A Sorting Algorithm done in the style of 2001: A Space Odyssey
Built in Processing.

Slitscan Experiment

August 17, 2019

For a bit of fun, I thought I’d try and recreate the Stargate sequence from 2001: A Space Odyssey, using only code and algorithms (using the Processing programming language).

The first task was understanding Douglass Trumbull’s complex Slitscan camera rig.

“Using a technique of image scanning as used in scientific and industrial photography, this device could produce two seemingly infinite planes of exposure while holding depth-of-field from a distance of fifteen feet to one and one-half inches from the lens at an aperture of F/1.8 with exposures of approximately one minute per frame using a standard 65mm Mitchell camera.”
Douglas Trumbull.

I tried to faithfully recreate this setup as close as possible, here’s show the slit actually appears on camera. The artwork (moving horizontally) is illuminated though this slit while the camera dollies forwards with an open shutter creating a single frame / long exposure. This process is repeated again and again to create a sequence.

The next task was to create the artwork projected through the slot.
What’s unique about how I can do this, is using generative art. Tumbull used collages of coloured gels and transparencies made up of blueprints, photographs of random geometry and magzane cutouts.
What caught my attention was the very opening shot were it clearly looks like blueprint styles of artwork was used.
I thought this a perfect opportunity to use something like recursive subdivision to generate this style.

Recursive subdivision.

With a little tweaking, layering, and some other random effects, heres the artwork my code generated, which resembles the artwork used for two of the shots from the first part of the stargate sequence.

And here’s the final results from my video…

For comparison here’s the original two shots from the actual movie..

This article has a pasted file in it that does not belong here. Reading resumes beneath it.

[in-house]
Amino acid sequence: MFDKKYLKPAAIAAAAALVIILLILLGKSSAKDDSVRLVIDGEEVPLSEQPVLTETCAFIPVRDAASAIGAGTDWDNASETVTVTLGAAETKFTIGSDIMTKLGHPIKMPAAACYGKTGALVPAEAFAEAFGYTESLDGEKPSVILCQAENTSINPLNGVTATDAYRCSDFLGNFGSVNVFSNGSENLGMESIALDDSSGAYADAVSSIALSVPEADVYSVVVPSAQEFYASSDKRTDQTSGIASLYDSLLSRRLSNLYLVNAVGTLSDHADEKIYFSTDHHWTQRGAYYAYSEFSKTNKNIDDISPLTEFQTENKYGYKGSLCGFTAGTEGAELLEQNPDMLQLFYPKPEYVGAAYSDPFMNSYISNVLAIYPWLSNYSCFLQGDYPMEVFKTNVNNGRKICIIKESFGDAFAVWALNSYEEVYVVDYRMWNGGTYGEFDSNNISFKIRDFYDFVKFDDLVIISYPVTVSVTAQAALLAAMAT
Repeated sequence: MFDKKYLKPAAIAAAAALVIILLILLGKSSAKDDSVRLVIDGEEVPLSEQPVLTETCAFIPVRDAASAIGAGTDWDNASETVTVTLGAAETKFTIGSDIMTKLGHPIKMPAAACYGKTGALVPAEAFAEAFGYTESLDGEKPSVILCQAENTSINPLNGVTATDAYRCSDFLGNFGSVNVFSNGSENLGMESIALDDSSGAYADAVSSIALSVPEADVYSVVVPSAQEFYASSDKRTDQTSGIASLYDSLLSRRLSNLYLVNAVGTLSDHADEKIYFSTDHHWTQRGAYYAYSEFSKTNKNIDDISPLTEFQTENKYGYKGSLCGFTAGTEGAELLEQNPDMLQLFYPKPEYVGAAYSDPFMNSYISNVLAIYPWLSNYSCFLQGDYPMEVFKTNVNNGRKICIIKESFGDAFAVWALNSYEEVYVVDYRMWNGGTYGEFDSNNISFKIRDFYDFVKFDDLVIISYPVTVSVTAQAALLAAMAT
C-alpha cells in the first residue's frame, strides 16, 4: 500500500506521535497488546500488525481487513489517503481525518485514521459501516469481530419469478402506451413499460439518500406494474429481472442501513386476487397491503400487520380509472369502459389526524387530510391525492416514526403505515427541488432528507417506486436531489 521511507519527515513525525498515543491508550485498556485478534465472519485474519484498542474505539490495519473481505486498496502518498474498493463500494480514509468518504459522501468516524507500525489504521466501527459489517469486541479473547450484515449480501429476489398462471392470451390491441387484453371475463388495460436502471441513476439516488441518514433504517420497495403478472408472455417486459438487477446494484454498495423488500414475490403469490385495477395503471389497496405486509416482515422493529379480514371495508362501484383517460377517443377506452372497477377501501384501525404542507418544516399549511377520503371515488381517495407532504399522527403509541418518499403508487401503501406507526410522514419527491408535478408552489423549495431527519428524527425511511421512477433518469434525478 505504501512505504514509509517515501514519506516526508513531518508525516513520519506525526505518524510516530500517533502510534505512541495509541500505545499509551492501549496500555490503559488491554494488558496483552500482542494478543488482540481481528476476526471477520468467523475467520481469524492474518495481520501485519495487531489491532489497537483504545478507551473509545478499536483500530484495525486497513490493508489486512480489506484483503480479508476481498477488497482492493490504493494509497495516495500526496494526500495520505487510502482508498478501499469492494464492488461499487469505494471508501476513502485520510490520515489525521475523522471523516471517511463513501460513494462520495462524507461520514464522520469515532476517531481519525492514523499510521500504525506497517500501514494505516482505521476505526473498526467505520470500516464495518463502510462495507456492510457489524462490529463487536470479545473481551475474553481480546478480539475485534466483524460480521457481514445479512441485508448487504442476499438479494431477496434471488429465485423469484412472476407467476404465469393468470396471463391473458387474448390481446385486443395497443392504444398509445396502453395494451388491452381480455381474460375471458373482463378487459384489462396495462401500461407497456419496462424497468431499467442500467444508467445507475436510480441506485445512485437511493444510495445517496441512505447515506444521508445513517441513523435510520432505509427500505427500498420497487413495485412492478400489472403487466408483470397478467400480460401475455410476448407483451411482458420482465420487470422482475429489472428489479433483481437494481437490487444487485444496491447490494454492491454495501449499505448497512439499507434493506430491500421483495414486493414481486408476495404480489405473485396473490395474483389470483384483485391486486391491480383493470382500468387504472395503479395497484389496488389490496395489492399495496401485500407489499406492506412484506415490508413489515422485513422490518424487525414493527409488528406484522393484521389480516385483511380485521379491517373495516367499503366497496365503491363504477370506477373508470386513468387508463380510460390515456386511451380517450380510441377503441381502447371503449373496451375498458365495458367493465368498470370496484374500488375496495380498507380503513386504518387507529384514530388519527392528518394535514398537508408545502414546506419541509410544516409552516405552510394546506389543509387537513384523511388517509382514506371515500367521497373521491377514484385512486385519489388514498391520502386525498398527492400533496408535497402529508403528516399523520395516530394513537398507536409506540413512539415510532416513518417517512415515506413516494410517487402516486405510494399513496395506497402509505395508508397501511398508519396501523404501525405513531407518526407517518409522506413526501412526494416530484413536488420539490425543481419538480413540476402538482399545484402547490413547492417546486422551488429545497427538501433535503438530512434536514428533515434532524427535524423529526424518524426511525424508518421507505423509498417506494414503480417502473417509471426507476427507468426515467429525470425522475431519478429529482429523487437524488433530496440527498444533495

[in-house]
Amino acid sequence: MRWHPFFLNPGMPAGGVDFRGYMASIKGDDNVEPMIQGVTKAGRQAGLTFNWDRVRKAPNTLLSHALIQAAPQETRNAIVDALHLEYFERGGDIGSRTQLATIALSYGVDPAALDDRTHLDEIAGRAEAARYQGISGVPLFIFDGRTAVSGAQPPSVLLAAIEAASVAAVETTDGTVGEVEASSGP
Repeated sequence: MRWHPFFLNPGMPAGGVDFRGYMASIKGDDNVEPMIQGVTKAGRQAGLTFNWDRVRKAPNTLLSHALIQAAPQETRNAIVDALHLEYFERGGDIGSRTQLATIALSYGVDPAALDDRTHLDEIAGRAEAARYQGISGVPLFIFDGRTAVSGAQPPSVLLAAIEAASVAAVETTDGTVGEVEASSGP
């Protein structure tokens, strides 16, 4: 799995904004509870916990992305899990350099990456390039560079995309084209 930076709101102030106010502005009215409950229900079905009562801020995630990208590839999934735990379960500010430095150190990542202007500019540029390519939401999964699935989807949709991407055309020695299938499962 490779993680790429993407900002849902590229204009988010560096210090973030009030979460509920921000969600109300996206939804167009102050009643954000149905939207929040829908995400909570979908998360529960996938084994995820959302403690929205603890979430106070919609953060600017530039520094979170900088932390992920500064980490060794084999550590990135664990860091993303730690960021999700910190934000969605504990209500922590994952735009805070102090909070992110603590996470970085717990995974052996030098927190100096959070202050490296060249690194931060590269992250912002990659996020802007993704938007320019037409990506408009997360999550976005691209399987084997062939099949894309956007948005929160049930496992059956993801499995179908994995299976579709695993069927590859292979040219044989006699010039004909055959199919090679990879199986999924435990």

Making an Algorithm

June 15, 2019

I recently decided to go back to what I enjoy doing most, and probably what I’m best at – generative / algorithmic animation.

So I started by looking at this – a stock photo I found on the internet..

So I thought – how could I generate this kind of image purely from code?
Well about a month later – coding in Processing, I ended up with this..

How did I get there? Well here’s a very quick photo journal…

I first started with creating basic bezier lines. You’ll see I’m always working with the original stock photo on the left on my iMac as reference.

Then simple random shading.


Spatial distribution.

Color gradients.

Fine tuning.

Fun play by tweaking parameters.

Shadow effects.

System finished, and with a bit more tuning I would end up with my final result seen above.

Here’s some of the parameters I can play around with.

Which allowed me to create these.

But this is just the beginning.
My next phase is to create new works in 4K. I’ll be starting a new YouTube channel dedicated to this.
You’ll see from the pics that I’m coding on my 55″ 4K HDR screen. I use my iMac just a reference / second monitor now.
Coding on a big screen is as experiential and cinematic as watching back the results 🙂

The animation possibilities of my new algorithm, combined with the visual impact of 4k, is now the focus of my next works.

Here are some teasers in this resolution.

My wacky AI generated animation ‘Neuralsim’ has been selected for this years Japan Media Arts Festival.  Encouraging that something so experimental can be chosen by the jury out of 4,384 international works entered to be included in the final 30 or so selections for the animation category 🙂

Over the last year I’ve helped develop and pioneer two free online tools that allow you to turn data into abstract imagery and electronic music.  It was an exiting opportunity for me to apply my experience in generative animation and music toward creating tools for others to use, it was also great to collaborate with my friends at Datavized in New York, and also exciting for both projects to be funded by Google.

The first of these is Morph – available here.

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And then there’s TwoTone – available here.

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